Tag Archives: wildfire

Summer Heat

Of childhood vacations on my grandparents’ North Dakota farms, hot, dry winds blow through my memories of our summer visits. Days are long in that northern state; to escape the worst of the prairie heat, we’d run errands in town in the cooler mornings and spend afternoons in the farmhouse reading or playing games and drinking tall glass of iced tea. Most nights, we lay as still as possible in our stifling beds as the sound of the fan whirring in the living room held hope of catching any small breeze through the open window until the northern sun finally set hours past our bedtime.

Summer in Colorado is hot, too, although the worst heat doesn’t usually break until July and August, and hot days are broken by monsoon rains in the afternoons. But this year, May and June have been the hottest on record, with consecutive days breaking unheard of temperatures of 100 degrees, turning June into July with few clouds to shield us from the sun’s battering heat and bringing worries of drought to the state.

Every morning we check our irrigation ditch for water. We’ve received no official notice of an impending shut-down on our senior rights ditch, but rumors have us wondering how long we’ll be able to water the fields. The first thing John does in the morning and the last thing at night is set the pump, watering as much of the day as he can without wasting water to evaporation in the afternoon heat.

With little rain this spring, new grasses and plants in the foothills and mountains have not grown quickly enough to cover last year’s dry thatch, creating quick tinder for lightning strikes that spread through pine-beetle killed timber. Started by such a strike on mountain property owned by friends, the High Park fire has been burning for two weeks north of Ft Collins, destroying 8200 acres of beautiful forest land so far, with less than half of the fire contained. We can see the plume from our farm and smell the smoke, a daily reminder to use precaution in all we do.

Then this morning we woke up to thicker smoke hanging in the air and we knew the fire we’d heard about yesterday in Estes Park had worsened. This fire started in a housing subdivision near the southern entrance to Rocky Mountain National Park, close enough to threaten western parts of the town. 4300 people, including patrons at our favorite Estes restaurant, The Rock Inn, were evacuated last night; horses from nearby stables were relocated to the fairgrounds. Throughout the morning, the smoke seemed to shield us from the intense heat of the sun as the temperature neared 100. Thankfully, the fire was out by late afternoon, leaving 20 houses burned to the ground.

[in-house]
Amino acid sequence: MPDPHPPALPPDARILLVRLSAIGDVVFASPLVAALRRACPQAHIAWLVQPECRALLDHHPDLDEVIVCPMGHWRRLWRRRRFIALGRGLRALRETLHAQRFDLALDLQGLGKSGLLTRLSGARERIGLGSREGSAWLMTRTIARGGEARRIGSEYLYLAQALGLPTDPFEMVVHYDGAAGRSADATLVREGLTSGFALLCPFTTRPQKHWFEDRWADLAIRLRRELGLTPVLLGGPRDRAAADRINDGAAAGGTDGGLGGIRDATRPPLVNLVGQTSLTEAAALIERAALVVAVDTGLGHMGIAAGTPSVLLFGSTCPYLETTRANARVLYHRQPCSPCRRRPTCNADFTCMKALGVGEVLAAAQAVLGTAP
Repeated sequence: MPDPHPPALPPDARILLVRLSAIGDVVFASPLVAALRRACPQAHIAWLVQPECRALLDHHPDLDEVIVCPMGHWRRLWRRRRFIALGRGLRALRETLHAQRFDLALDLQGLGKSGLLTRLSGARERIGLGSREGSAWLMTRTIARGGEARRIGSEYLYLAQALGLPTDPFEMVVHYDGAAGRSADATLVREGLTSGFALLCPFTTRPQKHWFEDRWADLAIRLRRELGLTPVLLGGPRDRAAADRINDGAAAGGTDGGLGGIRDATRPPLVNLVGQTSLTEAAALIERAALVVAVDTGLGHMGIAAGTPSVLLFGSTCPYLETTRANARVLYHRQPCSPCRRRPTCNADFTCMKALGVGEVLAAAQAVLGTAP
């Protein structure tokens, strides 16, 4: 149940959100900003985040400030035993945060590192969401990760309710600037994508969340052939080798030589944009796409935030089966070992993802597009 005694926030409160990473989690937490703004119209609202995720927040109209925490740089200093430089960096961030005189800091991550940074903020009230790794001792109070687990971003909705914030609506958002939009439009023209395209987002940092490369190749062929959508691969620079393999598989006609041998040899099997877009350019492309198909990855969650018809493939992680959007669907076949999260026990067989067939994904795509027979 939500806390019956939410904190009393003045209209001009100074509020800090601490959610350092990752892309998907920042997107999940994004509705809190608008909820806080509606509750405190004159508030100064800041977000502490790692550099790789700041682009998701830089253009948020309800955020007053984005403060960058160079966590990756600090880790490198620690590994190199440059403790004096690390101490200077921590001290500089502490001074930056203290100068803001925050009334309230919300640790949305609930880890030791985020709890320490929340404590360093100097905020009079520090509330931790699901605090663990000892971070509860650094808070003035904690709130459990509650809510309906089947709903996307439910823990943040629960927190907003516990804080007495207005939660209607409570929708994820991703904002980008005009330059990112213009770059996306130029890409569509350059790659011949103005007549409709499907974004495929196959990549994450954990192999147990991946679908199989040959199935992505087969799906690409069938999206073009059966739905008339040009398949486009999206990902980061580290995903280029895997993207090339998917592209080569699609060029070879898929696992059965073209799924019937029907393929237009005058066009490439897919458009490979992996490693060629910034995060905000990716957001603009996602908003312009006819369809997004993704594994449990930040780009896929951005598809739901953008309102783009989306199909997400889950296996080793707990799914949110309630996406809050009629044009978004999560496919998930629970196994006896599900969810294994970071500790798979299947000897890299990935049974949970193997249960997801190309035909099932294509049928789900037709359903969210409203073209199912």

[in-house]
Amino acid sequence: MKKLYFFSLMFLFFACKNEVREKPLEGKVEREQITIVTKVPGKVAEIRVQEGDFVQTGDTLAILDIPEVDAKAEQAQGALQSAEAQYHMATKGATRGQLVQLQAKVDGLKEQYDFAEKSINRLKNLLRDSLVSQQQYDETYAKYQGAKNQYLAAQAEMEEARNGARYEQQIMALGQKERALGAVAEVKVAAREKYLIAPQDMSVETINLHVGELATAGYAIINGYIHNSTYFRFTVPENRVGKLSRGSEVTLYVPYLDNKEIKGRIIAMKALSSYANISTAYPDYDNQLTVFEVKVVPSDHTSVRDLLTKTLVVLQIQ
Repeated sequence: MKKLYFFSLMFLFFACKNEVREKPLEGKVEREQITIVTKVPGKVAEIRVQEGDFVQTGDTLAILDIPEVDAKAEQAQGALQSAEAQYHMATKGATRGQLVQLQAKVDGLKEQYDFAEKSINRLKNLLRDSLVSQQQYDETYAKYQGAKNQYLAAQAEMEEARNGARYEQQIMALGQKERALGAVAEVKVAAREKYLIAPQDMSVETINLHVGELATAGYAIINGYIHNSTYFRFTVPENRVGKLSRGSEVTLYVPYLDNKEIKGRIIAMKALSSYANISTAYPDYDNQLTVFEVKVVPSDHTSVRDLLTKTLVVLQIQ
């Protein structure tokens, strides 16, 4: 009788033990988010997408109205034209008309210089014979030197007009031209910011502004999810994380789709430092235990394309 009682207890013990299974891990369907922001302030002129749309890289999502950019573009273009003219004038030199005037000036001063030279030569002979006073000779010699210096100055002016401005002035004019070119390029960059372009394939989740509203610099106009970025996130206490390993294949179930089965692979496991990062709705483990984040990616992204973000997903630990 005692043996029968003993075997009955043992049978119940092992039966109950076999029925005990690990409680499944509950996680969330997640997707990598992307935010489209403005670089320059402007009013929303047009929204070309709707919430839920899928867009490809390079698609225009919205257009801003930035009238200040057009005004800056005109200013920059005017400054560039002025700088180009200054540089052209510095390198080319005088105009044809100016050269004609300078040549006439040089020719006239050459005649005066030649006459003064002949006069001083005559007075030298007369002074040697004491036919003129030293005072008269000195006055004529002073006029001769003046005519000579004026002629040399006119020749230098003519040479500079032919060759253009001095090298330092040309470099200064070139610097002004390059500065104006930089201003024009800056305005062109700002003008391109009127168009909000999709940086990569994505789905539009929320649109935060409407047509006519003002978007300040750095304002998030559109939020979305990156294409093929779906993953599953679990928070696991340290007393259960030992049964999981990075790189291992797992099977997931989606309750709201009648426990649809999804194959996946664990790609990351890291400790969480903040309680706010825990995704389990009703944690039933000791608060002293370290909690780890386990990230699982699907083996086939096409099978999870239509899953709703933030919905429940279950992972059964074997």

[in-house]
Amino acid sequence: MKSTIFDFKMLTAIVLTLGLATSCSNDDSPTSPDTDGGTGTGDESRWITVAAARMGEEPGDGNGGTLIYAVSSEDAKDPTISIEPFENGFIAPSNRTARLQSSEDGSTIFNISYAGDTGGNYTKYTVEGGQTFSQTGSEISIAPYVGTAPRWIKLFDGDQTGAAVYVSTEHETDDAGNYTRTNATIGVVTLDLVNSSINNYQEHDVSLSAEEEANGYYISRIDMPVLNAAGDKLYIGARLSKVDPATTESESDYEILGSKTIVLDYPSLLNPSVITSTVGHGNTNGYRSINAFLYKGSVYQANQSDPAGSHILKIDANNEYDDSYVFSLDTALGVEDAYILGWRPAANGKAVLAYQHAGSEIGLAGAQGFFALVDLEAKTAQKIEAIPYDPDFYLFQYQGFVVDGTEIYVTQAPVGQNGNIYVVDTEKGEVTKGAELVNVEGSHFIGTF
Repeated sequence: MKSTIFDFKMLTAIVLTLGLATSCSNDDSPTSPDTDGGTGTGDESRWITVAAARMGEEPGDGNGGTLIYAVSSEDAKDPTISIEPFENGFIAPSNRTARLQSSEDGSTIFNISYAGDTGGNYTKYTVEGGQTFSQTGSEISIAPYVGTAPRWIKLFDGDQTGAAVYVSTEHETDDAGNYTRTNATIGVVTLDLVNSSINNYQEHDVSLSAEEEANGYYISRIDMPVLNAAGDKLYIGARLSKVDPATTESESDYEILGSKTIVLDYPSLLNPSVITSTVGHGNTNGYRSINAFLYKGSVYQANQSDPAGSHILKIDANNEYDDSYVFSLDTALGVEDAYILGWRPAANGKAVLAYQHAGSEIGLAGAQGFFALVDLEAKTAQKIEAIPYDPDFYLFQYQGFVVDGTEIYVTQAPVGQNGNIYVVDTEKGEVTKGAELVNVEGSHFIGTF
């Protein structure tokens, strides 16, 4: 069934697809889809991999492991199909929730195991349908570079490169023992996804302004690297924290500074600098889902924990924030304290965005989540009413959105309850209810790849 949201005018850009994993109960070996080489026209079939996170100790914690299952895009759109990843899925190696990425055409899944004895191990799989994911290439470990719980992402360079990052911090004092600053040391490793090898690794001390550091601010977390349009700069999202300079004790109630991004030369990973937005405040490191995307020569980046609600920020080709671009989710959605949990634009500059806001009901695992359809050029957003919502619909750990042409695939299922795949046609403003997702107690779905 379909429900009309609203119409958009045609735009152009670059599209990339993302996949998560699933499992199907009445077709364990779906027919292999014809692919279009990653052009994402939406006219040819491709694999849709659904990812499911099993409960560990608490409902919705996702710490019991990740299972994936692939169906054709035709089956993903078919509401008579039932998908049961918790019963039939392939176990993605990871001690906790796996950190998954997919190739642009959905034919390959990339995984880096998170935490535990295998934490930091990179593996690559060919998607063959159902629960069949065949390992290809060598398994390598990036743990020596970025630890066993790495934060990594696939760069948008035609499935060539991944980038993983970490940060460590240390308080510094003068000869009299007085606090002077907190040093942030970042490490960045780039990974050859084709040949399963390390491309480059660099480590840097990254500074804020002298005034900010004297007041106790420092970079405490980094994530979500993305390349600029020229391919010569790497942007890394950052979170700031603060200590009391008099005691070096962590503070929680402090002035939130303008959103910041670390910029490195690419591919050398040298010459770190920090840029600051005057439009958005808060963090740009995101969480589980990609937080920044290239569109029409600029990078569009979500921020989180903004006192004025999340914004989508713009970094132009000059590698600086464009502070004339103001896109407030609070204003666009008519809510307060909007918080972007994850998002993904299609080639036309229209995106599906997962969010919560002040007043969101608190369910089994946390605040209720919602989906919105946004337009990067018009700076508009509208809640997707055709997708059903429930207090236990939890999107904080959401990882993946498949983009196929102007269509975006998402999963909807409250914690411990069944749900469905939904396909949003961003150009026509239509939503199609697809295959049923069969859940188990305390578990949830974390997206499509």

Now, as the sun begins to set, we can hear thunder and a few small raindrops have fallen. John and I went outside to soak in the cooler air as the wind picked up around us. Without a real rain to soak the earth, the storm may be a mixed blessing. The wind may whip the fire north of us; lightning may ignite a new blaze in the tindered land. Still, the cooldown means we’ll sleep better tonight and that will be welcome. With a week left in June of temperatures forecast in the high 90s, we have another long, hot week before us to meet with caution and care.

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Filed under ecobiography, sustainable agriculture

Four Mile Fire

A melancholy day with the haze of a wildfire hanging over the foothills. But for those with homes or loved ones in the burn area, a frightening day waiting for news . . . and for rain.

It started two days ago when high winds kicked up flames ignited by something—an RV or propane tank?–not yet confirmed.

The numbers mount: seven thousand acres burned, three thousand people evacuated, 54 homes lost, and eight people unaccounted for.

As I drove south into Boulder this morning where the smoke is thicker and the air smells like a mountain campfire from the burning pines, I thought of Emmy Lou Harris’s “From Boulder to Birmingham”:

And I don’t want to hear a sad story

Full of heartbreak and desire

The last time I felt like this

It was in the wilderness and the canyon was on fire.

And I stood on the mountain

In the night and I watched it burn,

I watched it burn, I watched it burn.

The stories on the radio and from friends say the same thing:

I could see the flames as I drove away.

I watched it burn and hoped for the best.

And this:

I looked at everything in my house and realized nothing mattered except getting my family and animals out alive.

So I’m listening to the soundtrack of the Irish film Once, melancholy music for a day like today.

When your mind’s made up

When your mind’s made up

There’s no point trying to change it

When your mind’s made up.

These haunting songs seem meant for today, even if they’re more about love abandoned and betrayed than any other kind of loss.

Leave, leave,

And free yourself at the same time

Leave, leave,

I don’t understand, you’ve already gone

But in love and in life, we all face moments when the decision’s made for us because there is no other choice.

Times when you don’t even look behind because it doesn’t matter: You’re on your way and there’s no turning back.

And as you go, our thoughts are with you.

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Filed under memoir